TRENTON- Legislation sponsored by Senator Bob Smith intended to expand liability protections for food donation and gleaning activities was approved today by the Assembly.
“Huge volumes of food are wasted each day, while many people in the United States and in New Jersey go to sleep hungry,” said Senator Smith (D-Middlesex/Somerset). “As a state, we need to reduce food waste and for those who have the best intention of donating food to the needy, removing the complexities of the law to provide commonsense protections is the intent of this legislation. Ultimately, wasting food does not make economic or environmental sense.”
The bill, S-3026, clarifies and expands liability protection for food donors and gleaners to donations made to any person. The bill would also provide protections for donations of food which has passed its “best by” or similar date but still appears to be fit for human consumption and expand the protections regardless of any laws regulating the quality of food labeling. Under the bill, nonprofit organizations that collect or glean agricultural food for the purposes of feeding needy people would not be held liable for damages in any civil action due to the presence or activity of the organization or volunteers unless the damage is a direct result of a gross negligence, recklessness or knowing misconduct of the nonprofit organization or volunteer. The bill would also require the Department of Agriculture to prepare and publish on its Internet website a guidance document that provides information on the State and federal liability protections available for food donations, gleaning, and other related activities.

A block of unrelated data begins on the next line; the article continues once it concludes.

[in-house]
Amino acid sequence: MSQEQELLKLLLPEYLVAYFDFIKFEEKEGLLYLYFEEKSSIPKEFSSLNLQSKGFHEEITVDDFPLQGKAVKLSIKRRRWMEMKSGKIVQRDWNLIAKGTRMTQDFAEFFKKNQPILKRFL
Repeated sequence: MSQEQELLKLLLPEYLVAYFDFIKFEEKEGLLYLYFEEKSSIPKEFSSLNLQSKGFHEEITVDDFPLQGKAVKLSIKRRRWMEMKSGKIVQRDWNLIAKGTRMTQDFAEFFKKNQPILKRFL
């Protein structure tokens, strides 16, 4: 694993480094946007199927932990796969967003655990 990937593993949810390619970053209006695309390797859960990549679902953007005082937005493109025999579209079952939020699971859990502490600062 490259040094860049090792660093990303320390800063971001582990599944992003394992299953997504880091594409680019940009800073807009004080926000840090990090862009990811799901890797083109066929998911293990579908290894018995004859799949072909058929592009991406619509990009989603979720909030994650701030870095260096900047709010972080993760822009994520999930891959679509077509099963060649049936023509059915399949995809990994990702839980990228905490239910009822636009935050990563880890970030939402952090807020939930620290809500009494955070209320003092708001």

Americans waste a shocking amount of food every year with as much as 40 percent of the food in the U.S. going uneaten. This accounts for 160 billion pounds of food wasted each year. According to the U.S. Department of Agriculture these statistics are made even worse when you consider that 42.2 million Americans live in food insecure households. Apart from the human cost, reducing food waste is beneficial for the environment; reducing water, fertilizer, and oil use, and greenhouse gas emissions that contribute to climate change. Food waste in the United States produces the annual equivalent greenhouse gas emissions of 33 million passenger vehicles.
According to the U.S. Environmental Protection Agency (EPA), in 2012, the United States threw away more than 36 million tons of food; from that, less than 5 percent was recycled. Much of it ended up rotting in landfills, releasing methane into the atmosphere. Methane is a potent greenhouse gas which contributes to climate change. The EPA estimates that if 50 percent of the food waste generated each year in the U.S. were anaerobically digested, enough electricity would be generated to power 2.5 million homes for a year.
The bill cleared the Assembly with a vote of 65-0-0. It cleared the Senate with a vote of 39-0. It next heads to the Governor’s desk.